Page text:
Let’s not forget the 1945 version, directed by Michael Curtiz, who was responsible for one of the most beloved movies in film history, “Casablanca”. “Mildred Pierce” was nominated for five Academy Awards and won Joan Crawford the Oscar for Best Actress.

Curtiz’ Mildred Pierce is very different from both the book and the miniseries, throwing in a murder, restructuring the story as a thriller, and borrowing its lighting scheme from a Rorschach drawing. But it still remains an intimate, tragic character study of a mother desperate to give her ungrateful daughter the life of a princess.

Backlot Art has issued a special limited edition art print to commemorate the original movie and the new adapted version of the film on HBO. The art print has been “adapted” or renewed” itself. The original image was found on the Italian movie poster for the film’s release in 1945. The consensus is that this original design was the best of ALL the movie posters released across the world for the original film. Backlot Art has replaced the Italian text for English and made a few other adjustments.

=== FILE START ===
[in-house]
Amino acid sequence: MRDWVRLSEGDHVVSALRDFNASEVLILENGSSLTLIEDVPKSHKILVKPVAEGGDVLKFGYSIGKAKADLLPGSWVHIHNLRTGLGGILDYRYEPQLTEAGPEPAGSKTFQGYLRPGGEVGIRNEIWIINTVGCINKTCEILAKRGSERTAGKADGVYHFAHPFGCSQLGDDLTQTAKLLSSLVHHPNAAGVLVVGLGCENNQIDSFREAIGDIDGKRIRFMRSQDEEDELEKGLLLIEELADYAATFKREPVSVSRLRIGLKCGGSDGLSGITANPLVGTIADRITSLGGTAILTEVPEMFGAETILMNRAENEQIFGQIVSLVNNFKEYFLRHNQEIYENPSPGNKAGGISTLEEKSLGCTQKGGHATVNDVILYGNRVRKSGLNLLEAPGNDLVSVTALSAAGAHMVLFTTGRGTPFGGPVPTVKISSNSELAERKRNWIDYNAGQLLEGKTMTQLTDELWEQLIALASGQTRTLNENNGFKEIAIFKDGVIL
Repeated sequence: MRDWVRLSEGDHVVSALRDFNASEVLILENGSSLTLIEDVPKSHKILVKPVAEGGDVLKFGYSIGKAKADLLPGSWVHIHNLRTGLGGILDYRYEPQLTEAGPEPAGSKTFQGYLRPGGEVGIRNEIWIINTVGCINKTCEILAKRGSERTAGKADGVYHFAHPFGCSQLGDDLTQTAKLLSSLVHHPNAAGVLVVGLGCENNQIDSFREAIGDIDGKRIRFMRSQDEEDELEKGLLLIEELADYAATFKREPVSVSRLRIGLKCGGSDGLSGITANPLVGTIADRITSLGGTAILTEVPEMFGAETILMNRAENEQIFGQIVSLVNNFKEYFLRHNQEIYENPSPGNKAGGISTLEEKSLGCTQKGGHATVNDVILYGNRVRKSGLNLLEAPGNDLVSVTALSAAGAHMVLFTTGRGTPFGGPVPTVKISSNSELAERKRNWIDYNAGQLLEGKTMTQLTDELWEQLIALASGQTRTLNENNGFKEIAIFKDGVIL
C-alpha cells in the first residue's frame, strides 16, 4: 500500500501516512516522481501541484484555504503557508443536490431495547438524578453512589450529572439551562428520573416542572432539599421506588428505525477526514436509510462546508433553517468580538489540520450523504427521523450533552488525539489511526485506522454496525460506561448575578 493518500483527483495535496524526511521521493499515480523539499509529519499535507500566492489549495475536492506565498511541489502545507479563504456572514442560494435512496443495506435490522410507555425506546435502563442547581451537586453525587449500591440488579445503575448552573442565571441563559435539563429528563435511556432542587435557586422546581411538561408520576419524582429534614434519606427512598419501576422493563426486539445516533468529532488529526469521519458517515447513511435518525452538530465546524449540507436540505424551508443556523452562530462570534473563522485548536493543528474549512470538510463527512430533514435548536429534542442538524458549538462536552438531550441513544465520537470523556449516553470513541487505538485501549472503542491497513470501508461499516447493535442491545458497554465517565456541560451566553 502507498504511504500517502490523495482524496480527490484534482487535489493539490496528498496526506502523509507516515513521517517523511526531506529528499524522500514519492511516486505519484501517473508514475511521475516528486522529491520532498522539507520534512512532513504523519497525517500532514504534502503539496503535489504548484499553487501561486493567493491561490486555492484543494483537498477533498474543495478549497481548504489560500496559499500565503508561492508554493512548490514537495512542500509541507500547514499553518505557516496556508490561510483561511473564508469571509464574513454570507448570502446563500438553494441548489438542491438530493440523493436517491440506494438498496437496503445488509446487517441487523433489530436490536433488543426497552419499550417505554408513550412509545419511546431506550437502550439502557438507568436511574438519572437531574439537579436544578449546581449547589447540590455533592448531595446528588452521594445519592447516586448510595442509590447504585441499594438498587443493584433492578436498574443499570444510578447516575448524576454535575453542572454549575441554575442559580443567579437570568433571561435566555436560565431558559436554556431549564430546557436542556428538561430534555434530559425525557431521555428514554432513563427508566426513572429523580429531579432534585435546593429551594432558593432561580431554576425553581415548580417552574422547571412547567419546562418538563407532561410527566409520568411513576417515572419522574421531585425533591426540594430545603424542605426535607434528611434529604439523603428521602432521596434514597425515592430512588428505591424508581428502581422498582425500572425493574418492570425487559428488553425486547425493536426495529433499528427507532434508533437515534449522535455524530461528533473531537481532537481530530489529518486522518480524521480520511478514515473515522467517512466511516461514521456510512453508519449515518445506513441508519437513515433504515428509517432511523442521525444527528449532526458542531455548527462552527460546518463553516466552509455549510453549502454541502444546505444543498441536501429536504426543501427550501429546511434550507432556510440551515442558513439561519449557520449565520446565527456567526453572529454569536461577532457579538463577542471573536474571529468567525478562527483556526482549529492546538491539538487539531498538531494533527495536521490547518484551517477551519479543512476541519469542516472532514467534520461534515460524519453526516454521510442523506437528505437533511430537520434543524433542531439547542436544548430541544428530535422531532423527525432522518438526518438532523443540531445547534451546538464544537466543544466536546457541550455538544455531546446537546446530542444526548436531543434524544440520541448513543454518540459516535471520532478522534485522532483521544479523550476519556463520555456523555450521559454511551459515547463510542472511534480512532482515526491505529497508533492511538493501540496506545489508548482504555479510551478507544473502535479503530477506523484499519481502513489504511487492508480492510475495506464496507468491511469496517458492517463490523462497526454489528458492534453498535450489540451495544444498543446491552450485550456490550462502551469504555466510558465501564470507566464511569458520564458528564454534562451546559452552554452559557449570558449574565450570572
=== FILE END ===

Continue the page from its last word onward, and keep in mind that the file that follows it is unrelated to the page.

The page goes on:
The image perfectly visualizes the feel of the 1945 film, the mix of melodrama and noir, of Scarlet O’Hara and Maleficent. Just look at how the soft edges, hushed pastels and suggested sexuality of the larger image both contrasts and blends with the black smear of Crawford as femme fatale. It’s both gentle and jarring, like the cover of a charred romance novel, or a wedding cake dusted with ash. A more evocative image would be hard to imagine.

There will only be 40 of these 27” x 40” redux versions available, this fantastic new fine art print is printed on 100% cotton rag paper stock. The paper is considered amongst the most luxurious available for art prints on the market today. The prints have been numbered and hand signed by the artist responsible for the redux version. This is commemorative fine art print is ideal as a gift and should be on the walls of Joan Crawford, Michael Curtiz and James M. Cain fans around the world. Buy now because they are going to sell out fast.

Buy the limited edition Mildred Pierce print!